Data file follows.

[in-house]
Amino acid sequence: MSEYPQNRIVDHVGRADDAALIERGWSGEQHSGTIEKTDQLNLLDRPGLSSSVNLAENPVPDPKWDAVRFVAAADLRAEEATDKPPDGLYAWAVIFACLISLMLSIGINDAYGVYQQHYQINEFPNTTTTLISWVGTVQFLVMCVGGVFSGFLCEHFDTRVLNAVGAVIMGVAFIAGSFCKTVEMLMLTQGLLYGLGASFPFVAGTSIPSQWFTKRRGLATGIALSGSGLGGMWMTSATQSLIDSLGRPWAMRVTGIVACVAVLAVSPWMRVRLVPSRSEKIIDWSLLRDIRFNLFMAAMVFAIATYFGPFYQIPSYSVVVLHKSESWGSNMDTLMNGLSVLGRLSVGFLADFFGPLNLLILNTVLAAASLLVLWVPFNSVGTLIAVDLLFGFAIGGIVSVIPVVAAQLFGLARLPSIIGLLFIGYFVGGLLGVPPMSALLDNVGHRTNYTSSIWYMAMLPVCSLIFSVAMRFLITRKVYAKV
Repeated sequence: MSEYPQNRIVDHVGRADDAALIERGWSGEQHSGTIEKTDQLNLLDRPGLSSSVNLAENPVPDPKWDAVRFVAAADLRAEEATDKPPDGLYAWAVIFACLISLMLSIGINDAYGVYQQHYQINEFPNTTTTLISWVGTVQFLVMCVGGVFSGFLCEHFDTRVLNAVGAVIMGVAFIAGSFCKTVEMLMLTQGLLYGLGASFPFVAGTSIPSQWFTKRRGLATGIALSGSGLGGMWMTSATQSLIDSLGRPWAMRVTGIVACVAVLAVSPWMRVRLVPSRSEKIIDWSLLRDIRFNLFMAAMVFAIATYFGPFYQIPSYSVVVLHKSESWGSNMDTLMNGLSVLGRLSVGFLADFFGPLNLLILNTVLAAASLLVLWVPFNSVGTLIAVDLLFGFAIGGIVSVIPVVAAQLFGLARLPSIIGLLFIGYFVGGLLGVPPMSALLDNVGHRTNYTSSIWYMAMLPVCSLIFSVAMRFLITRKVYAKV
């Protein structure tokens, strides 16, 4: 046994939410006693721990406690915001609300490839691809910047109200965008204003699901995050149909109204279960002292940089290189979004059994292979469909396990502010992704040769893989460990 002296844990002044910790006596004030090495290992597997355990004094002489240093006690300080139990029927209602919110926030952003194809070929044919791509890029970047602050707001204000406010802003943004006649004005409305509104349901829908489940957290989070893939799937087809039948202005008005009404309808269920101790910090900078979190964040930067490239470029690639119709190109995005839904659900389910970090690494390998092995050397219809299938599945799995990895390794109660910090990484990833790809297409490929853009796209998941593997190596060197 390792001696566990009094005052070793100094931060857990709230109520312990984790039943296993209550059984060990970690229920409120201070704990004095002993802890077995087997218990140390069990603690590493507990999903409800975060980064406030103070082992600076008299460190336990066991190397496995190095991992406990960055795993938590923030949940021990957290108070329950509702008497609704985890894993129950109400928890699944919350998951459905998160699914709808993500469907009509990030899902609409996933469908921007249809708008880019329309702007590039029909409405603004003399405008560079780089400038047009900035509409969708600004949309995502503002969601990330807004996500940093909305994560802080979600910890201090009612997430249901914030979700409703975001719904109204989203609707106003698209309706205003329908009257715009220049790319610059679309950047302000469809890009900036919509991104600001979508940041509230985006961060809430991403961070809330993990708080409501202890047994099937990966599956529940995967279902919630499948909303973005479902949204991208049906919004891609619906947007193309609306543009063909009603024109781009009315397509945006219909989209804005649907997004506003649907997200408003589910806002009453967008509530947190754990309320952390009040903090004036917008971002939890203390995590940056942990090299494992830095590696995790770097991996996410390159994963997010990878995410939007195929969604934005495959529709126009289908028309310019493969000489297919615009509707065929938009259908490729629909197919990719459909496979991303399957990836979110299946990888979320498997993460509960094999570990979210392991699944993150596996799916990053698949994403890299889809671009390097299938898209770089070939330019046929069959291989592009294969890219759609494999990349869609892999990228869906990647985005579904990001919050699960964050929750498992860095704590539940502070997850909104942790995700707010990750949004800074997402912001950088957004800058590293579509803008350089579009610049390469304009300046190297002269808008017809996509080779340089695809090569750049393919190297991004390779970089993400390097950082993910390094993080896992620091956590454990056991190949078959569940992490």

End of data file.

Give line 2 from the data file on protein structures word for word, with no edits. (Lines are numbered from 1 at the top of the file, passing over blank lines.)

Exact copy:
Amino acid sequence: MSEYPQNRIVDHVGRADDAALIERGWSGEQHSGTIEKTDQLNLLDRPGLSSSVNLAENPVPDPKWDAVRFVAAADLRAEEATDKPPDGLYAWAVIFACLISLMLSIGINDAYGVYQQHYQINEFPNTTTTLISWVGTVQFLVMCVGGVFSGFLCEHFDTRVLNAVGAVIMGVAFIAGSFCKTVEMLMLTQGLLYGLGASFPFVAGTSIPSQWFTKRRGLATGIALSGSGLGGMWMTSATQSLIDSLGRPWAMRVTGIVACVAVLAVSPWMRVRLVPSRSEKIIDWSLLRDIRFNLFMAAMVFAIATYFGPFYQIPSYSVVVLHKSESWGSNMDTLMNGLSVLGRLSVGFLADFFGPLNLLILNTVLAAASLLVLWVPFNSVGTLIAVDLLFGFAIGGIVSVIPVVAAQLFGLARLPSIIGLLFIGYFVGGLLGVPPMSALLDNVGHRTNYTSSIWYMAMLPVCSLIFSVAMRFLITRKVYAKV